"Then I throw out the first ball and we get this game over and done with as quickly as possible. Afterward, there'll be a nice buffet supper at the Assembly Hall for the players and their parents. Perkins's eldest has fixed several quarts of chicken salad and her fair-to-middlin' homemade cinnamon rolls. You will present the trophy, which will then be displayed in the front window of the SuperSaver-if it ever reopens, that is."
"It'll reopen," Jim Bob said in a cold voice. "Just you wait. Lamont'll show up this afternoon and we'll hustle ourselves to the bank to close the loan. Then Arly can arrest him for tampering with the cakes and maybe even for murdering the Smew woman, if he did it on purpose. When he disappears this time, it'll be to a lice-infested cell with a bunch of fags the size of gorillas. They'll learn him a thing or two about trying to pull a quick one on his partner."
Luckily, she'd stopped listening to him. "Does Arly know when she's supposed to arrest him?" she asked as she frowned at her list. There was no reference to Lamont's impending arrest and she wasn't quite sure where it best fit into her schedule. If it took place before the game, it might distract the players, but if it took place afterward, she'd be obliged to make small talk with a criminal for all those dreary innings.
"After the closing. It has to be after the closing, which is set for four o'clock. Arly'd better not so much as look cross-eyed at him until we've closed the loan." Jim Bob realized he sounded a shade frantic, and warned himself to settle down. "We can't accuse him until everything's settled at the bank. I've got my share, but I need his. If the loan folks get spooked, gawd knows what they'll do."
"We do not take the Lord's name in vain in this house," she said mechanically, still wishing she could make a note about the arrest, if only for her own peace of mind. "Perhaps we might plan on having him arrested after you award the trophy," she suggested. "Then we'll have the players clean up the plates and forks and we can all go home knowing justice was served, along with chicken salad and cinnamon rolls." The telephone rang. Confident that it was for her, Mrs. Jim Bob answered with a curt "Yes?" Fifteen minutes later when she sat back down on the newly re-covered divan, she looked as bumfuzzled as he'd ever seen her. Her eyes were zipping back and forth, and her normally tight mouth was nigh onto invisible. It was rare that she needed to think things over, since she pretty much always had her mind made up in advance.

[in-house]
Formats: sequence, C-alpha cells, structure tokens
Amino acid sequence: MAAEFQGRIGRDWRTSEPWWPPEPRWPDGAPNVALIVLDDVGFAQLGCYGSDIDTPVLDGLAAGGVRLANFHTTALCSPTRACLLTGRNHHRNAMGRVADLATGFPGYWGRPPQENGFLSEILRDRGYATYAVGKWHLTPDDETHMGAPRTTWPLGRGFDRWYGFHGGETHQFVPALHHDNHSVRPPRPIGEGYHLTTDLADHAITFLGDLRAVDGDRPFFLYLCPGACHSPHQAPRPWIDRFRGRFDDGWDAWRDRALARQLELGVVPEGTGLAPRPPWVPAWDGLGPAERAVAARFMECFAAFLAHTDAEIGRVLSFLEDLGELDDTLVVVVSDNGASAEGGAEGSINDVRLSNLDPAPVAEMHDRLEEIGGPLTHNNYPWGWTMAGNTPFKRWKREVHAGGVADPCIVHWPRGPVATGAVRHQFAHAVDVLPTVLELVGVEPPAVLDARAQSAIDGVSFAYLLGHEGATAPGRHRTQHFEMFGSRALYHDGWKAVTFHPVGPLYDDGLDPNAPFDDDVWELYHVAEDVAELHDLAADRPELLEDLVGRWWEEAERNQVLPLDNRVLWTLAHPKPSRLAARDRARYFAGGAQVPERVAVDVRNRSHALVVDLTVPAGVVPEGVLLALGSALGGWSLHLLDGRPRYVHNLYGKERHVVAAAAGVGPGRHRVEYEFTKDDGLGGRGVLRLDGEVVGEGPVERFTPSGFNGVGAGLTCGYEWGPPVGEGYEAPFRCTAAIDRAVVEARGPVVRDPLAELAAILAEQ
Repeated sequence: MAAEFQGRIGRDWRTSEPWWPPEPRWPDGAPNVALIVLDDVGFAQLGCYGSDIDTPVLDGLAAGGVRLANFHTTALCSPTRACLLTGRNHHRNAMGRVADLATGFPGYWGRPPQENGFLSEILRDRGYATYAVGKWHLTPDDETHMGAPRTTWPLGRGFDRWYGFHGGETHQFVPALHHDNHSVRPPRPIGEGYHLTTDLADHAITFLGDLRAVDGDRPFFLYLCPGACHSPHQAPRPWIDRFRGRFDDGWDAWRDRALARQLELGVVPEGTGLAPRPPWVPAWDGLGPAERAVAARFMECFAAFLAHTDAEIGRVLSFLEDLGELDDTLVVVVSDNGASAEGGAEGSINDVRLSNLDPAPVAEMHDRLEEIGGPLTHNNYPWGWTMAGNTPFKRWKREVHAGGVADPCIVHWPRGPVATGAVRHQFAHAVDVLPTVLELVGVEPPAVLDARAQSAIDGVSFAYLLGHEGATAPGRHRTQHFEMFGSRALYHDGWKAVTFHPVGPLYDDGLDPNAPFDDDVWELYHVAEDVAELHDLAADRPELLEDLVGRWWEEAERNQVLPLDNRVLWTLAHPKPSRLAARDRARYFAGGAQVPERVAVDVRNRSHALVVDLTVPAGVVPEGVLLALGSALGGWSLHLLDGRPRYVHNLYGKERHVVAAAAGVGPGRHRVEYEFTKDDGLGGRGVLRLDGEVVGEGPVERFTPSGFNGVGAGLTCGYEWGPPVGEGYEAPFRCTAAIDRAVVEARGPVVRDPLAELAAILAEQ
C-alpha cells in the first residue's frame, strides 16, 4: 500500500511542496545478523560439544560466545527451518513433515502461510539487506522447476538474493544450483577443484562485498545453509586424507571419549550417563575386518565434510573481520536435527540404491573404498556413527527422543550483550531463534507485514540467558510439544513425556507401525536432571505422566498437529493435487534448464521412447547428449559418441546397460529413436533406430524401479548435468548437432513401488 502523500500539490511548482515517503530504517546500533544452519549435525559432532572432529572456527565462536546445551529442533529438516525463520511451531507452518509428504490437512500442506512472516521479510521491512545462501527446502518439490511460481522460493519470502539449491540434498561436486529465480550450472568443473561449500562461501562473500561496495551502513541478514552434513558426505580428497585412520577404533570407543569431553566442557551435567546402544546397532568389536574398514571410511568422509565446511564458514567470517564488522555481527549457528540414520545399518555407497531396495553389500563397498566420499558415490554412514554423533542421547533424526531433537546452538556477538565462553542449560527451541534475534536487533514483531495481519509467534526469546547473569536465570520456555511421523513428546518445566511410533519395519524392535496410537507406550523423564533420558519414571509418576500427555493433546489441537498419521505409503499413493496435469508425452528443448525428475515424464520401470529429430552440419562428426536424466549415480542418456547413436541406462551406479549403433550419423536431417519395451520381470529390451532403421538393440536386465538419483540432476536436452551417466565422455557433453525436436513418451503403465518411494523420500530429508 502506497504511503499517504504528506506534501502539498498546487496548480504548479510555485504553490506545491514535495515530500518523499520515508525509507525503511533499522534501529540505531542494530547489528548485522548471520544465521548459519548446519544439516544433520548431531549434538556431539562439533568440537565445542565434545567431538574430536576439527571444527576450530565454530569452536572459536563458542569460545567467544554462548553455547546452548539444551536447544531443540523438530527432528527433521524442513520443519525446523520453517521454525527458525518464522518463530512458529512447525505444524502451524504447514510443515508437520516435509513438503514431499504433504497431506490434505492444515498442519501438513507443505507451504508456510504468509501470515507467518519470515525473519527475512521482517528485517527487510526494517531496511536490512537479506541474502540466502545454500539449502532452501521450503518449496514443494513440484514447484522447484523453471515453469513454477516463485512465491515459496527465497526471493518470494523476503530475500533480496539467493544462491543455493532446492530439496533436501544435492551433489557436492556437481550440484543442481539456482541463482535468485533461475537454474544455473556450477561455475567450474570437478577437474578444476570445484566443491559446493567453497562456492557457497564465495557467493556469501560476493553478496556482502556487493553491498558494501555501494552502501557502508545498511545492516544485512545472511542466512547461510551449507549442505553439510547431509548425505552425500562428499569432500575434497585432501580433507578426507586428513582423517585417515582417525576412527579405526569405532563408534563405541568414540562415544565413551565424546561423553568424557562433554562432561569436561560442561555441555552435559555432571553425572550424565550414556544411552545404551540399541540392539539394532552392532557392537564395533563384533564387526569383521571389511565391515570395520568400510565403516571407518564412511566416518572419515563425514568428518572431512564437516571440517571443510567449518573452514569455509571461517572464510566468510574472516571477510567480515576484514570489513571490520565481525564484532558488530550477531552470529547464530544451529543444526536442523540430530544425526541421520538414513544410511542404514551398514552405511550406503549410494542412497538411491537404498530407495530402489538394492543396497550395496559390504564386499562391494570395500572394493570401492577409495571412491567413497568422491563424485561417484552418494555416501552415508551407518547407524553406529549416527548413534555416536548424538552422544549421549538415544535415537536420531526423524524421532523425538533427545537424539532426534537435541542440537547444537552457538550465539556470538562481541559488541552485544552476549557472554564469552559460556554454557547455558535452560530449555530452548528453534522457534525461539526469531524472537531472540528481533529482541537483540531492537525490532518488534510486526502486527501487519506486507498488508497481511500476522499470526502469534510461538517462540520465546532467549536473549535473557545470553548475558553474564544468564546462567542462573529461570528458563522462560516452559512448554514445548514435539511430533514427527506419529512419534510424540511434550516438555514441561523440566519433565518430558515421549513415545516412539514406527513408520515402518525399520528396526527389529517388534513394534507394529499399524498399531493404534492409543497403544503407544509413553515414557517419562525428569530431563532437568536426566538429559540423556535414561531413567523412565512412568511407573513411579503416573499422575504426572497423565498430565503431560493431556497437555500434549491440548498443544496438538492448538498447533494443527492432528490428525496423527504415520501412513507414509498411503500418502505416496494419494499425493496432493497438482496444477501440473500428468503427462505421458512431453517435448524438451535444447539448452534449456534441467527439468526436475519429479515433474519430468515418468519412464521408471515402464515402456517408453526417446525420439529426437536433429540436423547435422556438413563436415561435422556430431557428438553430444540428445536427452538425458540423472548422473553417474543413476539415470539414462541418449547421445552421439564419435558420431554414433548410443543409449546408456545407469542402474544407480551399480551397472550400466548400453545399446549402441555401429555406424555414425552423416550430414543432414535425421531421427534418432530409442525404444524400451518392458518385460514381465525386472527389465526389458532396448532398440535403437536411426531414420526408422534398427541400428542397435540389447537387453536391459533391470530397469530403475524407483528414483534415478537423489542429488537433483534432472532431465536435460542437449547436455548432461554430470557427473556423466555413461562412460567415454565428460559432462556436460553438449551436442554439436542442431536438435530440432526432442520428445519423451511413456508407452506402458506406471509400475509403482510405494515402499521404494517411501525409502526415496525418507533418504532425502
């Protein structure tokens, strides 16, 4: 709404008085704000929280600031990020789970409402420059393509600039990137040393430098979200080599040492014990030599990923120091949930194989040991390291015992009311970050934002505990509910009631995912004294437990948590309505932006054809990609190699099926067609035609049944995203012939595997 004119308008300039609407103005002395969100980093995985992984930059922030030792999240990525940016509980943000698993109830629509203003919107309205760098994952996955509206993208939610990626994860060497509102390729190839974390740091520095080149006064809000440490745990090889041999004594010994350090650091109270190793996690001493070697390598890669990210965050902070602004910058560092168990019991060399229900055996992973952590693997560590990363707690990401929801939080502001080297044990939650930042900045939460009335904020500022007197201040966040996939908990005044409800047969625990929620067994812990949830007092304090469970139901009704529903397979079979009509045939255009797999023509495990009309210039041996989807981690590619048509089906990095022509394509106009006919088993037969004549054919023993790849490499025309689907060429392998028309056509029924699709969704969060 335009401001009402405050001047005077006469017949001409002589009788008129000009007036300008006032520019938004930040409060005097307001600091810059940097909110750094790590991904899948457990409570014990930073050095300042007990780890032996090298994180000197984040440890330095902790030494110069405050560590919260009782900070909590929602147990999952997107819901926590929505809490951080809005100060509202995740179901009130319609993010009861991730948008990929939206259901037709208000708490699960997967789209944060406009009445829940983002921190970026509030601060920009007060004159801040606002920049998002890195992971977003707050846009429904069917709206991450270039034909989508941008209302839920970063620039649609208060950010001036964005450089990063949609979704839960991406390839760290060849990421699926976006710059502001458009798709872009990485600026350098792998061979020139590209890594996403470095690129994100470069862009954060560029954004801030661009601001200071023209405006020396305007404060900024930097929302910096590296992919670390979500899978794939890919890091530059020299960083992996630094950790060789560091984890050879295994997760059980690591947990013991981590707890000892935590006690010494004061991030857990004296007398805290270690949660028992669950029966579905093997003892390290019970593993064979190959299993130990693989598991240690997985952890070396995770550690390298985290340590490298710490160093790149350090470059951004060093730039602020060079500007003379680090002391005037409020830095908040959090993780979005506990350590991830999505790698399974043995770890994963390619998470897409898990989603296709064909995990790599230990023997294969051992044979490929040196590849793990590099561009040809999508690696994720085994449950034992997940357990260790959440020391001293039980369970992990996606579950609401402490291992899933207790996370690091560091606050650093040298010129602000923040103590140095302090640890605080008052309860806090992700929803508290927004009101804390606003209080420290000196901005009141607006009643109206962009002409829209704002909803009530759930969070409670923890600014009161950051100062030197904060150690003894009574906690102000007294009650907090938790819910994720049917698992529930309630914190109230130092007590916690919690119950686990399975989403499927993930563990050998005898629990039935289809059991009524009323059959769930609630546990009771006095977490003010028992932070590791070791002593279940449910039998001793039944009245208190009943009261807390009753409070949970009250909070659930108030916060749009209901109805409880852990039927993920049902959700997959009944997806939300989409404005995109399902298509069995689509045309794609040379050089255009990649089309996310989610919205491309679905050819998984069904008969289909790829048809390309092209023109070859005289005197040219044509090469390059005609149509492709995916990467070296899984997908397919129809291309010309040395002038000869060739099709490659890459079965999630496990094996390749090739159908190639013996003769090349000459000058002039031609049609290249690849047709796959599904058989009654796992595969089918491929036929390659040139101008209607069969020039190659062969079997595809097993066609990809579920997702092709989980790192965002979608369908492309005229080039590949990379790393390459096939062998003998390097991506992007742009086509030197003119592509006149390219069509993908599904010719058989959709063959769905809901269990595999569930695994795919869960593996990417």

"What was that about?" he asked.
"That was Millicent. She said she'd just heard an amazing story from Darla Jean, and I must say it takes the cake. Darla Jean and another girl were driving into Farberville to shop for school clothes, and they had the misfortune to have a flat tire right by the airport. They were struggling with the spare when they saw someone they knew across the road at that derelict apartment building. Do you know which one I mean?"
He certainly did, but he prudently hesitated for a moment and scratched his head. "Yeah, the one that should have been torn down a decade ago."
Mrs. Jim Bob went on to relate the rescue of Ruby Bee and the ensuing scene with a blond woman on the balcony. "Darla Jean and her little friend couldn't hear anything, of course, and they were about to walk across the street when a truckload of Maggody boys drove up and fixed the flat for them. The girls went on to the mall. I can't begin to imagine what in tarnation Ruby Bee Hanks was doing in a dumpster. And Darla Jean swears Estelle Oppers came out of an upstairs apartment-and she wasn't alone. I find this most peculiar."